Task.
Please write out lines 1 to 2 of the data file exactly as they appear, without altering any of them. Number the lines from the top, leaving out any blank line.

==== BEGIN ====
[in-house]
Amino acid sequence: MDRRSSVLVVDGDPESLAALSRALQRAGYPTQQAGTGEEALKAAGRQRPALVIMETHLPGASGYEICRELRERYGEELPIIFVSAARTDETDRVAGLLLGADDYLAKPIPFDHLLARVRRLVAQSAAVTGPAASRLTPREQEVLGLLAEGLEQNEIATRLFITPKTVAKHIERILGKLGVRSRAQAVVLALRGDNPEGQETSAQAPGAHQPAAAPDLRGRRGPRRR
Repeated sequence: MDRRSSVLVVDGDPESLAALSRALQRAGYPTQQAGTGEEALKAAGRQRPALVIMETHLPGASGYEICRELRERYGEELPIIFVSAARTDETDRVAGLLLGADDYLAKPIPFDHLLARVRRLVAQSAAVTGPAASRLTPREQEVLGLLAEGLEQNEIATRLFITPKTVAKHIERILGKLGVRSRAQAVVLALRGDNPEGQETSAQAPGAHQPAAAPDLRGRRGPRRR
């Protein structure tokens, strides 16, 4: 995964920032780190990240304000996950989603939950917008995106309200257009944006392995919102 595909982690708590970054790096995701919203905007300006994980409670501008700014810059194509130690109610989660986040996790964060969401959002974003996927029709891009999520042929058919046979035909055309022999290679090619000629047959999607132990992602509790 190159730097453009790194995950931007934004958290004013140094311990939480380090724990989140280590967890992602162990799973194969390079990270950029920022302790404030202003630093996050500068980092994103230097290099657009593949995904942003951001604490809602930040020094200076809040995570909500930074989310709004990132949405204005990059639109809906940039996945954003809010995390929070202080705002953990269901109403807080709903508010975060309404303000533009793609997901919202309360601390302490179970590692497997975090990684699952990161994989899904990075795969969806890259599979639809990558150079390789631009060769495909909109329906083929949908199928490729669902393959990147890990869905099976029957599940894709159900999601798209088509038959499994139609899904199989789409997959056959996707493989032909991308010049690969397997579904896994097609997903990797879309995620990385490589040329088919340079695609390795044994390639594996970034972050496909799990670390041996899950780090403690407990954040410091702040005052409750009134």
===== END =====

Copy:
[in-house]
Amino acid sequence: MDRRSSVLVVDGDPESLAALSRALQRAGYPTQQAGTGEEALKAAGRQRPALVIMETHLPGASGYEICRELRERYGEELPIIFVSAARTDETDRVAGLLLGADDYLAKPIPFDHLLARVRRLVAQSAAVTGPAASRLTPREQEVLGLLAEGLEQNEIATRLFITPKTVAKHIERILGKLGVRSRAQAVVLALRGDNPEGQETSAQAPGAHQPAAAPDLRGRRGPRRR